More issues obviously have occurred for Ascent Children’s Health Services, a group of behavioral health centers for kids whose president workplace is state Rep. Dan Sullivan of Jonesboro. An evaluation is underway of its Medicaid billings.
The climb is the operator of a center in West Memphis where a child passed away Monday after being left in a hot van all the time. 4 staff members have been accused of murder. The center likewise closed Wednesday for sanitation at the instructions of the state Health Department because of a growing break out of Shigella germs that had impacted practically 40 kids and employee. We found out through an FOI demand that the Health Department wished to close the center recently, but postponed the closure up until Wednesday, 2 days after the child’s death, because Sullivan desired time to inform moms and dads for positioning of kids in other places.
The other day, I asked the state Department of Human Services about a suggestion I ‘d gotten that questions were being made into Ascent’s billing for Medicaid, which funds services for handicapped kids who use Ascent. Spokesperson Brandi Hinkle reacted:
DHS has referred Ascent to the Office of Medicaid Inspector General.
That workplace, headed by Elizabeth Smith, examines prospective Medicaid scams. Hinkle offered no more information to the message I got by email late in the day Friday and I have not been able to get an action to follow up concerns as. We recommend this site for more information on this link www.medicaidfraudhotline.com.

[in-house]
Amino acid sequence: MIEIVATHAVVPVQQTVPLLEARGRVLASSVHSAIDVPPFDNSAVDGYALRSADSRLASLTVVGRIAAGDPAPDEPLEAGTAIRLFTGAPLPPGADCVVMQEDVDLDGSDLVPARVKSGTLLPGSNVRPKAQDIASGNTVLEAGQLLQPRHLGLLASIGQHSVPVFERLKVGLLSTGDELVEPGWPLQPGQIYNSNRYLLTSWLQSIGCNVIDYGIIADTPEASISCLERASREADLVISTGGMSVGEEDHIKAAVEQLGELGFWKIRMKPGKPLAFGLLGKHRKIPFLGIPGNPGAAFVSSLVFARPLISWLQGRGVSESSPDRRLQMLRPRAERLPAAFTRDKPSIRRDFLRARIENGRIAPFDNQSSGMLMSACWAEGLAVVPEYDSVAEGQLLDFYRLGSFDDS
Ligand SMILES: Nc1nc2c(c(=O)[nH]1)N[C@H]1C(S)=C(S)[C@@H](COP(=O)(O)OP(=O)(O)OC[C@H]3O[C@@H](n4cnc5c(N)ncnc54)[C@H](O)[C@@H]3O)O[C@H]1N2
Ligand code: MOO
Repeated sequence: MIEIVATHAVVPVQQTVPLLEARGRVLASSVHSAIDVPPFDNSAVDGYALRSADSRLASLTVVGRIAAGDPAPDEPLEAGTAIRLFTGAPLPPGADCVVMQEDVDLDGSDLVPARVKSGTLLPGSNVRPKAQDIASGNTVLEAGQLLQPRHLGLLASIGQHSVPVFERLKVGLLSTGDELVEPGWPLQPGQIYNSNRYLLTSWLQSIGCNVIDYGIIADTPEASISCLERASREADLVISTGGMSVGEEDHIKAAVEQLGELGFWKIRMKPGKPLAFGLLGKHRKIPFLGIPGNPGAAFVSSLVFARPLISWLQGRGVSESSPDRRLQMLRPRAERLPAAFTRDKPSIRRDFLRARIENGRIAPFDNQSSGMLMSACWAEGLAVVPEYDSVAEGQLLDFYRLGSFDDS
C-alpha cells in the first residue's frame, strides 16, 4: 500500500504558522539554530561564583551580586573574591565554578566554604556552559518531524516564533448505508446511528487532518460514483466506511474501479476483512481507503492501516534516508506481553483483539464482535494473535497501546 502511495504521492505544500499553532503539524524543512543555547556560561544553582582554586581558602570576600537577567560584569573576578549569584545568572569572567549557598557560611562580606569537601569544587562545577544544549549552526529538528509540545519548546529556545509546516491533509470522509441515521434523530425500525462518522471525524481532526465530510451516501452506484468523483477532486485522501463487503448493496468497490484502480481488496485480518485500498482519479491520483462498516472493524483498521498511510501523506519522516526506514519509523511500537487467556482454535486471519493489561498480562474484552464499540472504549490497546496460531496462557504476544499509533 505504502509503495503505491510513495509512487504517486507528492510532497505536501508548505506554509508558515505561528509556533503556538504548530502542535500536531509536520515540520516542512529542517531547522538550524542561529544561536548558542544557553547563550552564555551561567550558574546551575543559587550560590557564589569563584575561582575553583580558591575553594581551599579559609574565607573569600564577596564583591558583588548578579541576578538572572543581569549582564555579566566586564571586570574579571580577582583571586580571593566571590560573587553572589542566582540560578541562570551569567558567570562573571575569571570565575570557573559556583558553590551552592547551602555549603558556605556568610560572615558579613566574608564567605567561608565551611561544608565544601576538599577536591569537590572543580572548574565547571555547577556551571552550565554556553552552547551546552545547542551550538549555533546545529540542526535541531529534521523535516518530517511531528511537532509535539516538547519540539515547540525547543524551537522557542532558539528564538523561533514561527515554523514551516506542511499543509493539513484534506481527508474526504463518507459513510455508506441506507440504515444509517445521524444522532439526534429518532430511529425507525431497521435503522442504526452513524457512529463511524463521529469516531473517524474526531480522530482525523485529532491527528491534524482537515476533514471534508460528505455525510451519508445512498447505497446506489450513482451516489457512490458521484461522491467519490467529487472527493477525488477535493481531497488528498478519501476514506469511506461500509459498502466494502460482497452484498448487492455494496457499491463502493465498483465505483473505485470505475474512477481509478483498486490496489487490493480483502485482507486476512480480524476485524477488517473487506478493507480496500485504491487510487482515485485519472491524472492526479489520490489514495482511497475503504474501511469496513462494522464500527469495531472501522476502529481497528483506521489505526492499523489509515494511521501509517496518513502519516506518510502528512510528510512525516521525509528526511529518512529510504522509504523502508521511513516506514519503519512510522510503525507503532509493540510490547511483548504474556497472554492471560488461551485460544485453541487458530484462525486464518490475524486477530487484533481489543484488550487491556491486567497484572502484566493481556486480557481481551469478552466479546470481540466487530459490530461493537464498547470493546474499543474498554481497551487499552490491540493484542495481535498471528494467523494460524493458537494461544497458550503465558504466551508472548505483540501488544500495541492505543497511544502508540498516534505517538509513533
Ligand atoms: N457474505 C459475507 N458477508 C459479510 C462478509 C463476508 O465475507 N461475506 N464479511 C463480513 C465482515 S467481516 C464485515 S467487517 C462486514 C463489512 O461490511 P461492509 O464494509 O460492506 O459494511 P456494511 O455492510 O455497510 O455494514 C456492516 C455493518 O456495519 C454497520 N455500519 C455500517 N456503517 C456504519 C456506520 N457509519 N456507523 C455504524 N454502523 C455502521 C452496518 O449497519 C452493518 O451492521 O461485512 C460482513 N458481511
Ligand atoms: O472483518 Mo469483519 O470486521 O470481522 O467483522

DHS is putting together for me the quantity of federal government money paid to Ascent for numerous services. Those payments are not connected to headcount but to claims for services. Healing day care services have grown to a big and profitable business in Arkansas.
Sullivan has not reacted to several emails and a telephone call to his mobile phone.
The climb is a subsidiary of the bigger Acadia Health Care. Sullivan as a lawmaker has been a supporter of less policy of childcare centers. He passed legislation in 2017 to remove the Arkansas Early Childhood Commission of regulative authority over such centers.
UPDATE: Hinkle informs me an outdoors evaluation was asked for because the child who passed away had been signed in for class, and therefore qualified for compensation when the child had plainly not reached the class. Because of bad practice in the following treatment because of the case, she stated, the state believed a “broad and extensive” evaluation was “great stewardship.”.